How did this empty tunnel help ‘sweeten’ the landscape?
As you enter the tunnel it takes a while for your eyes to adjust. You might want to switch on your torch and look around or just allow the darkness to envelop you. Look up and you’ll see a roof of elegantly curving bricks. At regular intervals a number of arched entrances allow a beam of light to flood in.
Today you’re probably the only person brave enough to enter this damp, dark world but this was once a dirty, noisy, hot and dangerous hive of activity…
This tunnel was built in the 1870s as part of an industrial size lime kiln. In the nineteenth century lime was an important product in both rural and industrial Britain. Farmers spread lime over their fields to ‘sweeten’ or improve the soil and increase the quality and yield of their crops.
Before cement, lime was also used to make mortar. It was a key ingredient in construction, literally holding buildings together. The ancient Egyptians used it to plaster the pyramids! It was also used in local industries including leather making, textiles and making paper.
In order to access the lime, first limestone rock had to be quarried from the hills, then heated in huge furnaces (or kilns) to extract the ‘quicklime’. So why is this giant lime kiln found here at Langcliffe? The simple reason is that this area is rich in two key ingredients – limestone and coal.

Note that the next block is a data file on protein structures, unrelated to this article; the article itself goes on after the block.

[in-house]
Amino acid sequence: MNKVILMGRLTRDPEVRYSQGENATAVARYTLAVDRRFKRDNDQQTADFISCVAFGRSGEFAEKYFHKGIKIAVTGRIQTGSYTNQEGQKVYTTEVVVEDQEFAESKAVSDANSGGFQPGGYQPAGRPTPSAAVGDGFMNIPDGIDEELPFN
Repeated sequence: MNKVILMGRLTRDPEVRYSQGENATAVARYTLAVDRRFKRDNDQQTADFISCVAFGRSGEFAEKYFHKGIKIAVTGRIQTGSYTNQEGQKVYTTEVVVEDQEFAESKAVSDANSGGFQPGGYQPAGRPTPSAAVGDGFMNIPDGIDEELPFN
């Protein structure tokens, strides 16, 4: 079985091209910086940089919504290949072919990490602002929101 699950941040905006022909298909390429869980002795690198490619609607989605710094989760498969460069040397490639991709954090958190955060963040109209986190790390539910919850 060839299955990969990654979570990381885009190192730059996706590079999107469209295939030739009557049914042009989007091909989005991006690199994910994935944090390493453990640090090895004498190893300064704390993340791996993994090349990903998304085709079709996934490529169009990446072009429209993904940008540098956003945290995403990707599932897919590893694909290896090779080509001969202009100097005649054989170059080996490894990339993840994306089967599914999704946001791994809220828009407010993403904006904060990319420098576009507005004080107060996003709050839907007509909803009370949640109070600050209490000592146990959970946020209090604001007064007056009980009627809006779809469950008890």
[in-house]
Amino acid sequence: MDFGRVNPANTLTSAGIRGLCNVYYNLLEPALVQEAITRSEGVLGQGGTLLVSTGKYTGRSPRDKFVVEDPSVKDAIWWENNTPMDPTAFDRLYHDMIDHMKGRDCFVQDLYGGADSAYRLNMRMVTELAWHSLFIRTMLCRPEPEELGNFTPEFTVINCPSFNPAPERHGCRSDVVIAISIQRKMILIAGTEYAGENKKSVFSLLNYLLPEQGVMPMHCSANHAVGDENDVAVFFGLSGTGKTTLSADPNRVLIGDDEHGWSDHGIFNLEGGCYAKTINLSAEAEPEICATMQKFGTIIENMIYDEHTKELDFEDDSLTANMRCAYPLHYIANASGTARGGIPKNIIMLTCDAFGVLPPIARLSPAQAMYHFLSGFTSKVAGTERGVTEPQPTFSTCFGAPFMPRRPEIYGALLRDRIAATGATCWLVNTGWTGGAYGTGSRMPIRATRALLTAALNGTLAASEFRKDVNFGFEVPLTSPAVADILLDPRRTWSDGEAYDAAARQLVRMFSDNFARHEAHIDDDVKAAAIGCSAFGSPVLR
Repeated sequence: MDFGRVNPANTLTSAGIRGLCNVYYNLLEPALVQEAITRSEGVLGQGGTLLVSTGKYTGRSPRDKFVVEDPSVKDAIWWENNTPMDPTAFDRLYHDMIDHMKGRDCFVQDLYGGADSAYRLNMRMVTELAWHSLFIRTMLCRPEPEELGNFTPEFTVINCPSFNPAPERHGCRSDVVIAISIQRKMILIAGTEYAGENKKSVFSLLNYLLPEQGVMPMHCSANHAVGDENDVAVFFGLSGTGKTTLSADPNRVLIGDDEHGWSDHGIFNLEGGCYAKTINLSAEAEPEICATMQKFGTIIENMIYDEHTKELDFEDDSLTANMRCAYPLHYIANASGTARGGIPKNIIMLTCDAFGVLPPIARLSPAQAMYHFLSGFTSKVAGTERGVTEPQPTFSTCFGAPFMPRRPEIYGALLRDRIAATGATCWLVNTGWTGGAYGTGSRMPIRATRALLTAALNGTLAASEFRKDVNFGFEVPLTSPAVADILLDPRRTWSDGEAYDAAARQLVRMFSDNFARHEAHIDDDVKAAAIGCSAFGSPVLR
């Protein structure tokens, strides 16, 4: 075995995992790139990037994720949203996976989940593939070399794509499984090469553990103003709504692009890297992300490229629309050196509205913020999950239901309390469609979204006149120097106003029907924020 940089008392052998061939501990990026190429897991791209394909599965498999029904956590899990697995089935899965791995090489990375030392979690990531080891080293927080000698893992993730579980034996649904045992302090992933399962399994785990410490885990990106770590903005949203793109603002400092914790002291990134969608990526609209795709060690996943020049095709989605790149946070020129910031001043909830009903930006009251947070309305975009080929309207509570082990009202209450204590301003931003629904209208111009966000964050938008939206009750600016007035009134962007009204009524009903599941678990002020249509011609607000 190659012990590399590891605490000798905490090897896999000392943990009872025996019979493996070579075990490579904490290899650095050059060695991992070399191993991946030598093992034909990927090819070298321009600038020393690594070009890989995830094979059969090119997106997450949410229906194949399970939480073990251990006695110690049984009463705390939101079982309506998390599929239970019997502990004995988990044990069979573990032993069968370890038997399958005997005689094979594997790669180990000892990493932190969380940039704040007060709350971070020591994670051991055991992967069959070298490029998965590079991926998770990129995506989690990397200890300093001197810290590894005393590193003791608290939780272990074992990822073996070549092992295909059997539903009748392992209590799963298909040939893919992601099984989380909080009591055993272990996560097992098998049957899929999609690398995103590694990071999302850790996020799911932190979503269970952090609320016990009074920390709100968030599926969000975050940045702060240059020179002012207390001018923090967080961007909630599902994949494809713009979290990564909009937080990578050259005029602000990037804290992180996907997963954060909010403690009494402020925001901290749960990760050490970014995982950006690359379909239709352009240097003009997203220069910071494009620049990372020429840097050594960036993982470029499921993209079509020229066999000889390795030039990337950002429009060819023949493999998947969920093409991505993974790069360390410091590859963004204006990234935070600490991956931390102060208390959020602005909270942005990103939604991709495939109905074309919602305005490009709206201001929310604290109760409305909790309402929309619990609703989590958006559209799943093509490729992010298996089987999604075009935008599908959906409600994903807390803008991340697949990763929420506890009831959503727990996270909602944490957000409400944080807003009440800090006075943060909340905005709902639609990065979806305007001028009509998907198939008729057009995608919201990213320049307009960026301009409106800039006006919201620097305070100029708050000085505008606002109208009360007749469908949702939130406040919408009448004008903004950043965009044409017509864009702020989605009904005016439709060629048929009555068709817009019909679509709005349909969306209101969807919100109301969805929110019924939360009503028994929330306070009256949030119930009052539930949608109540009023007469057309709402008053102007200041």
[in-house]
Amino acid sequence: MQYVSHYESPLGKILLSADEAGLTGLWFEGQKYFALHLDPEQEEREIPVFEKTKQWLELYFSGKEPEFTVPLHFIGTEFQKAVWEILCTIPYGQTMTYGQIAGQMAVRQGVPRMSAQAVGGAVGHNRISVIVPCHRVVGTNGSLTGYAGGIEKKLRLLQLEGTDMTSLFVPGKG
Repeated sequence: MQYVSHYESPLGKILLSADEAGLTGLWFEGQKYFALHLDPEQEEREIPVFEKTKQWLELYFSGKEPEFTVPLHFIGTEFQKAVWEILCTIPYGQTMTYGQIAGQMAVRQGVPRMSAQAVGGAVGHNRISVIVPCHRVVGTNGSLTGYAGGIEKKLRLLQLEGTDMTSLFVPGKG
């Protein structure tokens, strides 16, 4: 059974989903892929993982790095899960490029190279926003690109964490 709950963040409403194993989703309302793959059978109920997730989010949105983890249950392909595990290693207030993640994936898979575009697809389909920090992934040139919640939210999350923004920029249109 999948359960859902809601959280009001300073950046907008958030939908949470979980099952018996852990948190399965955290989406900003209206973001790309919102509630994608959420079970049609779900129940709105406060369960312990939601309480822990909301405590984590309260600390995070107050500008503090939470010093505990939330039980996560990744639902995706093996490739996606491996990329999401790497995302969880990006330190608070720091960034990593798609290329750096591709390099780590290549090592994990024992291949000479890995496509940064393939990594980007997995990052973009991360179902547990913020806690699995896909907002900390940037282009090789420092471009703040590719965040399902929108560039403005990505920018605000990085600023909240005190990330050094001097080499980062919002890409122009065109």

Limestone blocks from the nearby quarry were brought in and stacked in the burning chamber. Coal, also found locally in underlying rocks was mixed in, and once lit, continually added through small chutes at the top of the kiln. As one chamber burned, waste heat warmed limestone blocks in the next two or three chambers. Using this efficient process, limestone was burned continuously in a circuit around the twenty two individual burning chambers, taking an average of six weeks for one whole circuit of the kiln. Behind the burning zone, two or three chambers were left to cool down at a time before the lime (now a white powder) could be shovelled out and loaded onto railway wagons.
This was dirty and dangerous work. The temperature inside the kiln chamber was very hot. Powdered lime ended up in the men's clothes and boots, and it stuck to their moist skin causing an itchy rash. Lime burners keeping watch over night risked inhaling the poisonous fumes or even rolling into the kilns and being burnt alive.
Bridge of troubled water
Beyond the far end of the tunnel, follow the public footpath north for just under 400 yards and you’ll come to another feat of engineering.
A pretty stone built aqueduct crosses over the Settle to Carlisle railway. An aqueduct is a man-made way of carrying water across obstacles. But why is it here?
In the mid1860s the Midland Railway decided it wanted a share of the lucrative London to Scotland passenger traffic, but was thwarted by having to use the lines of its rival company, London and North Western Railway. The only solution was to build a new section of railway bypassing the LNWR line. This meant the construction of numerous tunnels and viaducts across some of the harshest terrain in England.
Where it wasn’t possible or cost effective to build tunnels or viaducts, a much smaller and cheaper aqueduct was built. Here it diverts a stream over the railway.